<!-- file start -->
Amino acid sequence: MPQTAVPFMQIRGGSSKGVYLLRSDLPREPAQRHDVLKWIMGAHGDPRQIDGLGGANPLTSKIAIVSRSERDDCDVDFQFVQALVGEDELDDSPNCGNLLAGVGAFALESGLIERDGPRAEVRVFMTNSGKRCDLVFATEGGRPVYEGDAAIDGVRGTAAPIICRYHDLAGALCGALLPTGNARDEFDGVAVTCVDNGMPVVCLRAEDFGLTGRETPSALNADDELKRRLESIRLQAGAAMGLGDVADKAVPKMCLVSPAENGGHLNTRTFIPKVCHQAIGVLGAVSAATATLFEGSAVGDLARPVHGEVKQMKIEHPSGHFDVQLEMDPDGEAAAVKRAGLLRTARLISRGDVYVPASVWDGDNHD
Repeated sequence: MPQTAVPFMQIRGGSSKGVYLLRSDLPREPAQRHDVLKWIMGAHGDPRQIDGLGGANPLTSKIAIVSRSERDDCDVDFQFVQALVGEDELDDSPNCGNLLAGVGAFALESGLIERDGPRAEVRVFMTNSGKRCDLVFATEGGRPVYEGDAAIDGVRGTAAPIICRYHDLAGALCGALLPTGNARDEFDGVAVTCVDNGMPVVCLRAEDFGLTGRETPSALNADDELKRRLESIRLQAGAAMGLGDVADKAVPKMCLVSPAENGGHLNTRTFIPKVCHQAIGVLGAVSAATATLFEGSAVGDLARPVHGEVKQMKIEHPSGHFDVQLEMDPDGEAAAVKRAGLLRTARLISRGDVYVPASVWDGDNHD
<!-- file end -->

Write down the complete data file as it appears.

Amino acid sequence: MPQTAVPFMQIRGGSSKGVYLLRSDLPREPAQRHDVLKWIMGAHGDPRQIDGLGGANPLTSKIAIVSRSERDDCDVDFQFVQALVGEDELDDSPNCGNLLAGVGAFALESGLIERDGPRAEVRVFMTNSGKRCDLVFATEGGRPVYEGDAAIDGVRGTAAPIICRYHDLAGALCGALLPTGNARDEFDGVAVTCVDNGMPVVCLRAEDFGLTGRETPSALNADDELKRRLESIRLQAGAAMGLGDVADKAVPKMCLVSPAENGGHLNTRTFIPKVCHQAIGVLGAVSAATATLFEGSAVGDLARPVHGEVKQMKIEHPSGHFDVQLEMDPDGEAAAVKRAGLLRTARLISRGDVYVPASVWDGDNHD
Repeated sequence: MPQTAVPFMQIRGGSSKGVYLLRSDLPREPAQRHDVLKWIMGAHGDPRQIDGLGGANPLTSKIAIVSRSERDDCDVDFQFVQALVGEDELDDSPNCGNLLAGVGAFALESGLIERDGPRAEVRVFMTNSGKRCDLVFATEGGRPVYEGDAAIDGVRGTAAPIICRYHDLAGALCGALLPTGNARDEFDGVAVTCVDNGMPVVCLRAEDFGLTGRETPSALNADDELKRRLESIRLQAGAAMGLGDVADKAVPKMCLVSPAENGGHLNTRTFIPKVCHQAIGVLGAVSAATATLFEGSAVGDLARPVHGEVKQMKIEHPSGHFDVQLEMDPDGEAAAVKRAGLLRTARLISRGDVYVPASVWDGDNHD